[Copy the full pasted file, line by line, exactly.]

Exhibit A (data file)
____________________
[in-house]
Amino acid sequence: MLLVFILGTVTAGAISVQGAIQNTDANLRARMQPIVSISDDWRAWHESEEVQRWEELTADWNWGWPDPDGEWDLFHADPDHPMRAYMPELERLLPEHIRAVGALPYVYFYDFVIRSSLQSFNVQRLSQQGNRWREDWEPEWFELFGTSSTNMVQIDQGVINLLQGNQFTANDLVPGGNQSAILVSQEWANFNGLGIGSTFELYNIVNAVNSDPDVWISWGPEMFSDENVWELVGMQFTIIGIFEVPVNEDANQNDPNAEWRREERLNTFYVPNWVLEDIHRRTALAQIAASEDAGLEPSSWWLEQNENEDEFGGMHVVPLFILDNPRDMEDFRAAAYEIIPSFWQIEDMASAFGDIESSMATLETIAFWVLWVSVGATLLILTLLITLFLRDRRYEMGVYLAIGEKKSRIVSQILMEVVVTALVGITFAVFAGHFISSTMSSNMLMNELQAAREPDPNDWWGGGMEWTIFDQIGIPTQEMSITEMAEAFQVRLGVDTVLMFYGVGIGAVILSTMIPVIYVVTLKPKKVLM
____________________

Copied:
[in-house]
Amino acid sequence: MLLVFILGTVTAGAISVQGAIQNTDANLRARMQPIVSISDDWRAWHESEEVQRWEELTADWNWGWPDPDGEWDLFHADPDHPMRAYMPELERLLPEHIRAVGALPYVYFYDFVIRSSLQSFNVQRLSQQGNRWREDWEPEWFELFGTSSTNMVQIDQGVINLLQGNQFTANDLVPGGNQSAILVSQEWANFNGLGIGSTFELYNIVNAVNSDPDVWISWGPEMFSDENVWELVGMQFTIIGIFEVPVNEDANQNDPNAEWRREERLNTFYVPNWVLEDIHRRTALAQIAASEDAGLEPSSWWLEQNENEDEFGGMHVVPLFILDNPRDMEDFRAAAYEIIPSFWQIEDMASAFGDIESSMATLETIAFWVLWVSVGATLLILTLLITLFLRDRRYEMGVYLAIGEKKSRIVSQILMEVVVTALVGITFAVFAGHFISSTMSSNMLMNELQAAREPDPNDWWGGGMEWTIFDQIGIPTQEMSITEMAEAFQVRLGVDTVLMFYGVGIGAVILSTMIPVIYVVTLKPKKVLM